“Eyes wide open: It’s going to be an extremely invasive process for all the residents,” he said of that possible remedy. “It will likely mean replacing some of the poles in the deep backyards, significant trimming of trees in order to get us back there so where we can do the work to string the new conductor. It will be a very large project, and it will not be without significant pain.”
Mayor Pro Tem Keith Eich initially didn’t see urgency in filing a complaint just yet and felt that Edison was “doing a lot of things now that they weren’t doing a week ago,” and Councilman Jonathan Curtis suggested hiring an “expert,” as the city has done in the past, to evaluate the situation and provide guidance.
The rest of the council respectfully disagreed with its colleagues and was resolute in moving forward with the formal complaint.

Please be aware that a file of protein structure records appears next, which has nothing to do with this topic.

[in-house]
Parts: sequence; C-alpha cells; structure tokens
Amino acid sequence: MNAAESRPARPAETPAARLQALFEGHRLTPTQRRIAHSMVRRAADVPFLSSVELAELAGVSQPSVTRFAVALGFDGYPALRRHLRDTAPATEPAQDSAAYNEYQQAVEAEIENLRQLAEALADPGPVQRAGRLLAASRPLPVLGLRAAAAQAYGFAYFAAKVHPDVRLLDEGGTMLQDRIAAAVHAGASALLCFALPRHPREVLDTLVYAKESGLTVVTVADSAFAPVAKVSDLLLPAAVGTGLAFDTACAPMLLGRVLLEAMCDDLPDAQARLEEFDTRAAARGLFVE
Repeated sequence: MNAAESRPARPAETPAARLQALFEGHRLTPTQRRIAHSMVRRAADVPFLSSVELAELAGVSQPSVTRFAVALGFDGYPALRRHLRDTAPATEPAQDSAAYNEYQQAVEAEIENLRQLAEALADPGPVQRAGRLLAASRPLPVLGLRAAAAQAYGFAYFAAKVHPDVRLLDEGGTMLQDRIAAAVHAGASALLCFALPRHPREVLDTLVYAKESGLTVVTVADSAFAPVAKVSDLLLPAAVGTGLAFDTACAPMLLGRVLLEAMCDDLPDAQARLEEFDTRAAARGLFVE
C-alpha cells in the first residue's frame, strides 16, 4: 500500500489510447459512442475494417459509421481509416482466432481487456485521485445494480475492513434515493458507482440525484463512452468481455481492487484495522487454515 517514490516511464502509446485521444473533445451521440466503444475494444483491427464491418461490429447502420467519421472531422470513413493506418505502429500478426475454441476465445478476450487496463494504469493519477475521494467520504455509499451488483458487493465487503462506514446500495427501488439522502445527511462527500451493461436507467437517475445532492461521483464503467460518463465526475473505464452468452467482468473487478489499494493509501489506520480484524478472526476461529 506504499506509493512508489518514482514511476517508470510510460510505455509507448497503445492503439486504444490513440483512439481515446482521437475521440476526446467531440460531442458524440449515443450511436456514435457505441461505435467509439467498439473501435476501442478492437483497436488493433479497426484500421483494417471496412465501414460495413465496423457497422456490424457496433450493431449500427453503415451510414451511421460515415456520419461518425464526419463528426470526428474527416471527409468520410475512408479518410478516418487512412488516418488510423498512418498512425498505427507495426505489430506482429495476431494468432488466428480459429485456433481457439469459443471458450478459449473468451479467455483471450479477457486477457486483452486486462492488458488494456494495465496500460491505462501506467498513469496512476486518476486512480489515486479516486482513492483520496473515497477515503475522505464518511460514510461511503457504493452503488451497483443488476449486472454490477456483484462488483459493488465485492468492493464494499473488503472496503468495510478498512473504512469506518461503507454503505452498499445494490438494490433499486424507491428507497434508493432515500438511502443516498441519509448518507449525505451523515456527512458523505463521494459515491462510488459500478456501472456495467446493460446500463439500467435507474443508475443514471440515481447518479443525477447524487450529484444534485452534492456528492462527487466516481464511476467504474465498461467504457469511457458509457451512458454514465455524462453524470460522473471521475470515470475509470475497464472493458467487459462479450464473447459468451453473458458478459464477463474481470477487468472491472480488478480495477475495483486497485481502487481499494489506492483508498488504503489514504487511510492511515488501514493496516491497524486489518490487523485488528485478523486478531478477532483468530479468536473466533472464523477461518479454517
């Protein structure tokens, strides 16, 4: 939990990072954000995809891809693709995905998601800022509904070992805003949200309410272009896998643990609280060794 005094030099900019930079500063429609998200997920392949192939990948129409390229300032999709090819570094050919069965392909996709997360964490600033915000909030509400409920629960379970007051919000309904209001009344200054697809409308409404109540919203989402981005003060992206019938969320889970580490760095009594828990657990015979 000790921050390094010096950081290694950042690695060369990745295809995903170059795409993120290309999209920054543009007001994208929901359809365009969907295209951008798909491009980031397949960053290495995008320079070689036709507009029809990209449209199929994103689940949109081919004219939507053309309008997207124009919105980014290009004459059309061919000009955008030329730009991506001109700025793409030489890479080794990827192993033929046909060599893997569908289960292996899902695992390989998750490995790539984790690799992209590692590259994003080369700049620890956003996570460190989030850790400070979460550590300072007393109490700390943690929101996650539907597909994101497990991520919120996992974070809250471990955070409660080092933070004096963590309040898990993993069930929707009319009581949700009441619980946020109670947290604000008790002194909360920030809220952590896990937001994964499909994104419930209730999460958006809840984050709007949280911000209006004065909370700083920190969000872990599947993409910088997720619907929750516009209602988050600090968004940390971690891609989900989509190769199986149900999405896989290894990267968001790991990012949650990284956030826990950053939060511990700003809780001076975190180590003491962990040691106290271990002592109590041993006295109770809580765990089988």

“I do think it’s the time to file,” said Councilman Rick Gunter. “The two main things are it’s clear that this has been a re-occurring problem for a long time and if you read the complaint, really all we’re asking the CPUC to do is to help us evaluate [Edison’s] efforts on excessive and re-occurring unplanned outages and asking the CPUC to help us evaluate the maintenance and capital program. And frankly, they’re much better able to do that than we are. The point of a public utilities commission is for agencies such as us to advise them periodically on how it’s going. It’s not a bad thing to say, ‘Hey, this is going wrong. We could use your help looking and see how you can help us do better.’”